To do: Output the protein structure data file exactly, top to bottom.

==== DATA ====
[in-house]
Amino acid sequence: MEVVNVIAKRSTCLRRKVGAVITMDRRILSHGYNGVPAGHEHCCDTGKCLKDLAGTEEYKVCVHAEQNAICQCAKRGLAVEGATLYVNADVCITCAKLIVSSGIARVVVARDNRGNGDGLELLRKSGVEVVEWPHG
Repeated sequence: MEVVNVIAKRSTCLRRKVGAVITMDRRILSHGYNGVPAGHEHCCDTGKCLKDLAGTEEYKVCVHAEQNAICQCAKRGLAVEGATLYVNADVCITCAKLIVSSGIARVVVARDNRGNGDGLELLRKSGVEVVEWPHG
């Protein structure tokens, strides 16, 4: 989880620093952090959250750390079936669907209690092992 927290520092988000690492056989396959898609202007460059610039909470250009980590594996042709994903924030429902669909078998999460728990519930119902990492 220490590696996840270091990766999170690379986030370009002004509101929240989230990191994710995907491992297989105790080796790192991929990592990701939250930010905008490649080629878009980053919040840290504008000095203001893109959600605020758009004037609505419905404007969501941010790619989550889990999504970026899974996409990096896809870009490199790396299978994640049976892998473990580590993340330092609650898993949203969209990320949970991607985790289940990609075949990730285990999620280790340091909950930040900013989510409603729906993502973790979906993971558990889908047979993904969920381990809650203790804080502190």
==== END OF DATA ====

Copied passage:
[in-house]
Amino acid sequence: MEVVNVIAKRSTCLRRKVGAVITMDRRILSHGYNGVPAGHEHCCDTGKCLKDLAGTEEYKVCVHAEQNAICQCAKRGLAVEGATLYVNADVCITCAKLIVSSGIARVVVARDNRGNGDGLELLRKSGVEVVEWPHG
Repeated sequence: MEVVNVIAKRSTCLRRKVGAVITMDRRILSHGYNGVPAGHEHCCDTGKCLKDLAGTEEYKVCVHAEQNAICQCAKRGLAVEGATLYVNADVCITCAKLIVSSGIARVVVARDNRGNGDGLELLRKSGVEVVEWPHG
């Protein structure tokens, strides 16, 4: 989880620093952090959250750390079936669907209690092992 927290520092988000690492056989396959898609202007460059610039909470250009980590594996042709994903924030429902669909078998999460728990519930119902990492 220490590696996840270091990766999170690379986030370009002004509101929240989230990191994710995907491992297989105790080796790192991929990592990701939250930010905008490649080629878009980053919040840290504008000095203001893109959600605020758009004037609505419905404007969501941010790619989550889990999504970026899974996409990096896809870009490199790396299978994640049976892998473990580590993340330092609650898993949203969209990320949970991607985790289940990609075949990730285990999620280790340091909950930040900013989510409603729906993502973790979906993971558990889908047979993904969920381990809650203790804080502190």